Border monitoring / protection

  • Our farblondzhet senators

    The Senate immigration reform bill has been presented as an effort to resolve the many complex problems resulting from the Immigration and Reform Act (IRCA) of 1986. Whether the bill passed by the Senate yesterday will succeed remains to be seen, but what is not in doubt is the fact that the border security provisions in the bill, in the words of Sen. Patrick Leahy (D-Vermont), read “like a Christmas wish list for Halliburton” and other big defense contractors. This is unfortunate, because the U.S.-Mexico border has become a graveyard for a long list of ambitious, technology-heavy – but ultimately ineffective and exceedingly wasteful – programs.

  • House lawmakers disagree on how to move forward on immigration reform

    If the sweeping immigration overhaul bill passes the Senate, as now appears likely, House Republicans may be under intense pressure to move quickly on their own bill, so the versions may go to reconciliation. Members of the House, though, say they are in no rush, leaving the fate of immigration reform in doubt. Some analysts note that twice in recent months, when the House failed to come up with its own version of a bill, it passed the Senate version as-is: In January, the House passed the Senate-White House compromise to avert tax increases, and in February it passed the Senate version of the Violence Against Women Act.

  • Texas sees rise in number of border crossers dying in the summer heat

    During the hot summer months, dozens of migrants die trying to cross the southern border in Arizona and California. Now, Texas is seeing an increase in the number of immigrant dying as they cross the U.S.-Mexico border and lose their way in the desert.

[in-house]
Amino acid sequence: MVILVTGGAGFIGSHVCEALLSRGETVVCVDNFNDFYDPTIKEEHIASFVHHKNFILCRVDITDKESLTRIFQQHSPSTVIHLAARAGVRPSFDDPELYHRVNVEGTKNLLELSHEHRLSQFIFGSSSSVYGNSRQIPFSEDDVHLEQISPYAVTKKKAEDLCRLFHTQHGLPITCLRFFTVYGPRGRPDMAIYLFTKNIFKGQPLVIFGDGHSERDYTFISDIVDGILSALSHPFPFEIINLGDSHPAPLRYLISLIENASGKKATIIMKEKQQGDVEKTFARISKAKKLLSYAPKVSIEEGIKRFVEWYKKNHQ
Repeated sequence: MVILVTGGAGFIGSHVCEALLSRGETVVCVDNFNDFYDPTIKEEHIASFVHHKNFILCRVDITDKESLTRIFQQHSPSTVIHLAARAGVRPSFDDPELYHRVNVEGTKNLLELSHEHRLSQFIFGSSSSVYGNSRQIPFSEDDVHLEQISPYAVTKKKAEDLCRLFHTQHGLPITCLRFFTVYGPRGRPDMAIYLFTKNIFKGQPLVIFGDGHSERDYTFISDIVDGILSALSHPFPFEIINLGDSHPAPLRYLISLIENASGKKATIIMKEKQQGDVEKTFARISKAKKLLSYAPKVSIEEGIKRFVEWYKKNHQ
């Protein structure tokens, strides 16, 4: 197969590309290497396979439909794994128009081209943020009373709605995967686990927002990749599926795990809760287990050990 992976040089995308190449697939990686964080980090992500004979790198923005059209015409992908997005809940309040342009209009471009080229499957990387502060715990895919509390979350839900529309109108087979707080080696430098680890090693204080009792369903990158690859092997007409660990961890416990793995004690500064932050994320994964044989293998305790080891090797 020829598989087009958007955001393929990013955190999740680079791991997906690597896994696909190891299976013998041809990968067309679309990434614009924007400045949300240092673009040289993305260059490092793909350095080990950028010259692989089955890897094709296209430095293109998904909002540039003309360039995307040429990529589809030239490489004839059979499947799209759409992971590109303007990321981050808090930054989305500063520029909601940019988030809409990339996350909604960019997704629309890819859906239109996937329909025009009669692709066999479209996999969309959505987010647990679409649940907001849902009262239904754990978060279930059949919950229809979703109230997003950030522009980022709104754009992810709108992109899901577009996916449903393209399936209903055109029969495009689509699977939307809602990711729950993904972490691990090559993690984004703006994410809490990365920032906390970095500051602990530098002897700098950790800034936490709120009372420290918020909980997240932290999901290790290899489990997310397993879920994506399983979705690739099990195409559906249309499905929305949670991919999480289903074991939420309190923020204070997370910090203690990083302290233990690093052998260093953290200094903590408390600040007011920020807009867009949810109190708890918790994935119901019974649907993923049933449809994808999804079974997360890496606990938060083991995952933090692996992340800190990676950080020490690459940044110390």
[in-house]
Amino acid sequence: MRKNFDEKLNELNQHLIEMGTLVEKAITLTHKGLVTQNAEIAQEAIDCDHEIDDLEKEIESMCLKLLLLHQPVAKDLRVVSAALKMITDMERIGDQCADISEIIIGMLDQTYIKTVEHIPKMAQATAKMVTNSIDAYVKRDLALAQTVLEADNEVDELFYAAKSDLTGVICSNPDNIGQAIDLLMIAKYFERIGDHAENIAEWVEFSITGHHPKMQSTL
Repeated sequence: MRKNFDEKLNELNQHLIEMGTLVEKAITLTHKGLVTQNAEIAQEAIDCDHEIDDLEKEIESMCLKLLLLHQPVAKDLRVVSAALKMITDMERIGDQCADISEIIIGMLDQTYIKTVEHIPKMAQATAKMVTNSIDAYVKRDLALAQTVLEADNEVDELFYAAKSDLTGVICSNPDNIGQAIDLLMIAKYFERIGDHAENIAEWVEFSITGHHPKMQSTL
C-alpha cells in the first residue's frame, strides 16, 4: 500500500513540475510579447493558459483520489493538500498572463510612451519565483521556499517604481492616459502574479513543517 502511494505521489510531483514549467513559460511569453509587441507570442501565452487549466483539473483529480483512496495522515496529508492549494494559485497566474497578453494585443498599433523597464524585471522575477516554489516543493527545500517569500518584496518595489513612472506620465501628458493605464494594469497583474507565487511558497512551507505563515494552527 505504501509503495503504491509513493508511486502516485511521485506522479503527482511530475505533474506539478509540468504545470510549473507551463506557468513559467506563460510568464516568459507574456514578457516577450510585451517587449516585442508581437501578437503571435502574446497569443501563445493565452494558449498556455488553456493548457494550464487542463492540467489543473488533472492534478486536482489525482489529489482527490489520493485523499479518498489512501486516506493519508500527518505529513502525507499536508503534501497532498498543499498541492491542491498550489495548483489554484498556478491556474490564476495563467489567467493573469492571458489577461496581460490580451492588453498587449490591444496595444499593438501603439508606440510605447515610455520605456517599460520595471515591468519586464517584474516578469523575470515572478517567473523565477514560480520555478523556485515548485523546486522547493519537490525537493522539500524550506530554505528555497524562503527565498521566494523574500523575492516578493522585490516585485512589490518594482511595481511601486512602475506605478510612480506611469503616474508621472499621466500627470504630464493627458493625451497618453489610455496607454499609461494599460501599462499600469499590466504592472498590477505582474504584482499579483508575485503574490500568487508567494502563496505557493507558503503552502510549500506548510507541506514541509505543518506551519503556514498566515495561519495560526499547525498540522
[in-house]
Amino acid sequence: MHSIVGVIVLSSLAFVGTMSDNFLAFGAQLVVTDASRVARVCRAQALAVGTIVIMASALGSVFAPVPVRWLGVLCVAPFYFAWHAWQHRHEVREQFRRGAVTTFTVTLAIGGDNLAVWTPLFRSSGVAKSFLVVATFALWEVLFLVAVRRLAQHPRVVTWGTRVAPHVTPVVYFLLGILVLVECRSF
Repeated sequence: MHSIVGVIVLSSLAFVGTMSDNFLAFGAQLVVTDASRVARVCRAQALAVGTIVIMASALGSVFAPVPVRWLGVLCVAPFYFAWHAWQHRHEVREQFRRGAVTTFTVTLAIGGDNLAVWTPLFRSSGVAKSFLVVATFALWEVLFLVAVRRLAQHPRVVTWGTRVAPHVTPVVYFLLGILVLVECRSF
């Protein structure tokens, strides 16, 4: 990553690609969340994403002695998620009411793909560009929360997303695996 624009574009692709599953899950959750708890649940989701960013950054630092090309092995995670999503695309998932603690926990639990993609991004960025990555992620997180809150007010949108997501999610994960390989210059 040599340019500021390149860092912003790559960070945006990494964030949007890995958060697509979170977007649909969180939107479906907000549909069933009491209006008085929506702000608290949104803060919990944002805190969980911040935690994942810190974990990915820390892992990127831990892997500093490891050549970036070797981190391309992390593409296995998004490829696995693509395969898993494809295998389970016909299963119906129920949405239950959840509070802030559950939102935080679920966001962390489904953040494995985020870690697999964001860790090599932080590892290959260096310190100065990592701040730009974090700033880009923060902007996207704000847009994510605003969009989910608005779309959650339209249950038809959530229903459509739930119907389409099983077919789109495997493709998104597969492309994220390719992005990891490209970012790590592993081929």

• Immigration bill gains more support

    The immigration reform effort has been gaining  support from Republican Senators — and from a couple of wavering Democrats – over the weekend, following a beefing-up of the bill’s security provisions by an amendment authored by Senators bob Corker (R-Tennessee) and John Hoeven (R-North Dakota).

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  • Questions raised about “border security surge”

    This week the Senate will decide whether to approve the immigration legislation drafted by a bi-partisan group of senators. A border provision in the bill calls for adding $30 billion for additional security measures along the southern border, including hiring 20,000 more border security agents. Not everyone is convinced the boost in funding will lead to significant decline in illegal border crossers.

  • Border security provision deal makes immigration bill more acceptable to skeptical lawmakers

    Senators working on the immigration overhaul bill have reached a tentative deal on a border security amendment to the bill, a deal which likely would persuade more Republican lawmakers to support the measure. One of the authors of the amendment, Senator Bob Corker (R-Tennessee), said he hoped it would persuade not only more Senate Republicans to support the bill, but many House Republicans as well. “For people who are concerned about border security, once they see what is in this bill [after his amendment is adopted], it is almost overkill,” he said.

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  • GOP lawmakers want stronger border security provisions in immigration bill

    A border security amendment to the immigration reform bill, offered by Senator Chuck Grassley (R-Iowa), was defeated by a 57-43 vote last Thursday. Republican senators who supported Grassley’s amendment said they were concerned about a repeat of the 1986 scenario: the Reagan administration pushed through Congress an amnesty for illegal immigrants then residing in the United States, but without bolstering security along the U.S.-Mexico border, prompting millions of illegal immigrants to cross the border in the following decades. Several GOP lawmakers are offering their own border security amendments to the immigration overhaul bill.